7. I wonder who this guy is REALLY afraid of, the guy who carries a gun and points it at everyone because he’s ready to pull the trigger OR the guy who quietly carries his gun hidden in his belt just in case the first guys shows up?

    • Both: the first guy because he’d kill people, and the second guy because he’s a responsible and self-reliant (curse words to any good leftist).

  8. I’m slightly amused, but more troubled than anything, by the several “sheep/sheepdog/wolf” comments posted here.

    No doubt, these commenters take their inspiration and their terminology from the pro-State essay, “On Sheep, Wolves, and Sheepdogs” written by Dave Grossman (http://bit.ly/drzsxq).

    In this essay, Mr. Grossman extols the virtues of the State and its benevolence by way of sending out swarms of enforcers – which he lovingly terms “Sheepdogs” – to protect us “sheep” from the “wolves”.

    My amusement comes mainly from those adopting that terminology and their failure to see the irony in that which they apparently hold dear.

    Statements that members of the enforcer caste see people as “sheep” – animals that are herded and controlled from birth until death – should be more than a little troubling. “Sheep,” in the political sense, is generally a derogatory term used to identify those who blindly do or repeat anything someone with a spotlight and a teleprompter tell them.

    The idea that those above identify themselves as the “sheepdogs” is the funny part. They apparently imagine themselves to be some noble beast, doing a thankless duty, protecting the sheep from the evils of the world. Look in your closets. If you don’t see a State-issued costume with some shiny things to pin to the chest of it after you’ve put it on, you are not a “sheepdog”. All you are is a sheep with a gun. A real sheepdog will come along some day and show you your real place in the order of things.

    Now the troubling part. To keep using the same terminology:

    Don’t forget – the “sheepdog” works for the Shepherd. The Shepherd is the one who nurtures and cares for the sheep, from birth to death, ruthlessly extracting every ounce of energy and utility from the animals as recompense for his efforts. When there is no more energy or utility to be had from the animal, the shepherd slaughters the animal and harvests its carcass – the final statement that the Shepherd owns the sheep, body and soul, and will do with it as he pleases.

    It’s troubling because, coming from those who visit a pro-gun site and espouse the virtues of freedom and liberty whilst decrying the efforts of [THE OTHER] to strip us of our freedoms, you actually endorse and personify the same mindset that feeds the beliefs of [THE OTHER].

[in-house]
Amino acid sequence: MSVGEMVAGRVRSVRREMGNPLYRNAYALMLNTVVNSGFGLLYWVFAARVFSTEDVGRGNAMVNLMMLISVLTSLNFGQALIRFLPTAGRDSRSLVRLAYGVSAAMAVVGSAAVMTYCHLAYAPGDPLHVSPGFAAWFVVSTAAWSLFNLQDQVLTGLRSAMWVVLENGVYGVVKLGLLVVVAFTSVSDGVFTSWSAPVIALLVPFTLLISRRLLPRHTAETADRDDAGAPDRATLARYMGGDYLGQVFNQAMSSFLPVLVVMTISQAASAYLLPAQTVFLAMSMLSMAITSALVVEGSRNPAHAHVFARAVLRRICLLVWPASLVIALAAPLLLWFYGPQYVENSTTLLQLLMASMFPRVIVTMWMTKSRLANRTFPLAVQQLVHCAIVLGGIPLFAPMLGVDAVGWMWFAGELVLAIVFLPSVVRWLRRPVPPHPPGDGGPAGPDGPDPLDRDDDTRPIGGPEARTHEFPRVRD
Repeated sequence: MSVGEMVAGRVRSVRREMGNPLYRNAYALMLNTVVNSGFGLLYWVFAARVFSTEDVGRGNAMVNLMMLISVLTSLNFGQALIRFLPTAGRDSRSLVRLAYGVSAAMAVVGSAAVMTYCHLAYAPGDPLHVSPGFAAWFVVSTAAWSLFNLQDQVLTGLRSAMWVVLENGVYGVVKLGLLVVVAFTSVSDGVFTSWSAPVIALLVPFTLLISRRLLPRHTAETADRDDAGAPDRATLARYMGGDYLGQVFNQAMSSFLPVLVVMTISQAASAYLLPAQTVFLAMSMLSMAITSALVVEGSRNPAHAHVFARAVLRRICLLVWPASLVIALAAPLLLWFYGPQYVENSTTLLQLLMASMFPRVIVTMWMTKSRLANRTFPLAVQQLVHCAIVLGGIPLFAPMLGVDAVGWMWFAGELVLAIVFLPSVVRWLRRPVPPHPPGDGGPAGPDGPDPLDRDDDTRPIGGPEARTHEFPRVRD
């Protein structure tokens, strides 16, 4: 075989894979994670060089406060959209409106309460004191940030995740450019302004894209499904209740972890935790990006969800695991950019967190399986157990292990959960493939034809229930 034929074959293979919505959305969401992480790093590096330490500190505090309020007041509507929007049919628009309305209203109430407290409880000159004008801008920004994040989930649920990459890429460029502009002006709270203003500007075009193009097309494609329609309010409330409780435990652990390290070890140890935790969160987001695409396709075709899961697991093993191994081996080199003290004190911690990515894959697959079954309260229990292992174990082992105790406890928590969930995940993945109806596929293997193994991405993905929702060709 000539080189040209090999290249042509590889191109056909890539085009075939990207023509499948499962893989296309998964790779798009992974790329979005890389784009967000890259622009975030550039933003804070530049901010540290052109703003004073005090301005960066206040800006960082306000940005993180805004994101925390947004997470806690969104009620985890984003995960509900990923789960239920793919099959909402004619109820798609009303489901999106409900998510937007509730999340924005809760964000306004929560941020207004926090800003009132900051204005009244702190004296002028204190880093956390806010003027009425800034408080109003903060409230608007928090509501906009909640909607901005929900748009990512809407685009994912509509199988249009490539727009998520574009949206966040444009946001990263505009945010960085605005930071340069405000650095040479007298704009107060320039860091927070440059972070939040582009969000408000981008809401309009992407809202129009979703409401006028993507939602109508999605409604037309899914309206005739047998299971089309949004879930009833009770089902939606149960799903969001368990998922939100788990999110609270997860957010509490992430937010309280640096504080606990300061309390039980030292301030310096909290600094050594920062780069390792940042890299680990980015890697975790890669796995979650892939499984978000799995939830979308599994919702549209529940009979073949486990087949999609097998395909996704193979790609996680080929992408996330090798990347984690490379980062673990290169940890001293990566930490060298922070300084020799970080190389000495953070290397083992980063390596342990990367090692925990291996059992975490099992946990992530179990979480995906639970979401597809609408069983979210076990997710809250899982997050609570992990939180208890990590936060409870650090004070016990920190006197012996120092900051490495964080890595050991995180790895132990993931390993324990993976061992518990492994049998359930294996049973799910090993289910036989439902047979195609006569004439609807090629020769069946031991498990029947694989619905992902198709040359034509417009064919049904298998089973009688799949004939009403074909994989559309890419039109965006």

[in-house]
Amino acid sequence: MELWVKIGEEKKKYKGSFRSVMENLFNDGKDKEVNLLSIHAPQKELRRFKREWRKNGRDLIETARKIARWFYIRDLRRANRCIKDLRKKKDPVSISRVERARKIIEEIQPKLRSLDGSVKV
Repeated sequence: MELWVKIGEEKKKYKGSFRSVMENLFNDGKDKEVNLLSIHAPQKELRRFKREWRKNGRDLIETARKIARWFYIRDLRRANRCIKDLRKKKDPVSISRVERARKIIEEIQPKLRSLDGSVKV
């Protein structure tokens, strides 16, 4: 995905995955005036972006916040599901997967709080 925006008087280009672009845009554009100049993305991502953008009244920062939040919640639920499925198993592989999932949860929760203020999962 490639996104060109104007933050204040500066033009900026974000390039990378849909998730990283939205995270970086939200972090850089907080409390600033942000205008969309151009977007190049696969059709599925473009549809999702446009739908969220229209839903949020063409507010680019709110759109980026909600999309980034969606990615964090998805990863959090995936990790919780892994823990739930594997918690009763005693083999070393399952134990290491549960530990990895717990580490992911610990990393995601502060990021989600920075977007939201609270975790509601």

The only difference between your State worship and the Anti’s State worship is that, while [THEY] may desire a matriarchal Nanny State to nurture and care for us all from cradle to grave by strictly regulating every facet of our day to day lives, punishing us with heavy fines and lengthy imprisonment for even the most minor of transgressions, all you’re endorsing is a paternalistic Father State that also regulates our day to day lives, but punishes transgressions with beat downs and tazers and all the rest.

    Police are not “sheepdogs”. They’re wolves on leashes.

    Enough with the State worship.

    • You might want to read the last paragraph of that essay again. The dog’s job is to at minimum, be aware of what is going on around him and to not be in constant fear. That is how I look at myself. In regards to my family, it’s my job to be aware of what is going on around them, to protect them to the best of my ability, to herd them away from bad places when possible, and to watch for the wolf. I have absolutely no problem calling the police when I see something bad happening, it’s my first responce when at all possible. I’ve called the police several times in my life, with varying response times from 5 minutes to over an hour. I live in a municipality with no local police dept, we rely on the Pennsylvania State police located over 15 miles away. So far, the delay in the police arriving hasn’t been too much of a problem, but on the day the situation can’t wait an hour, then I have to become the “sheep dog”…… or I suppose I could go crawl under my bed and wet myself as I cry at being helpless and unworthy to do anything……………. nah, I don’t see that happening anytime soon.

    • @James, I never mentioned sheepdogs, and I never thought about the essay. What I was thinking about was a line from The Magnificent Seven: “If God did not want them sheared, He would not have made them sheep.”

  9. Guy3: “Yeah, you just pull it out to make you feel better, then you end up using it.”

    Sort of like a condom, huh?

    Blood in the streets, I tell ya!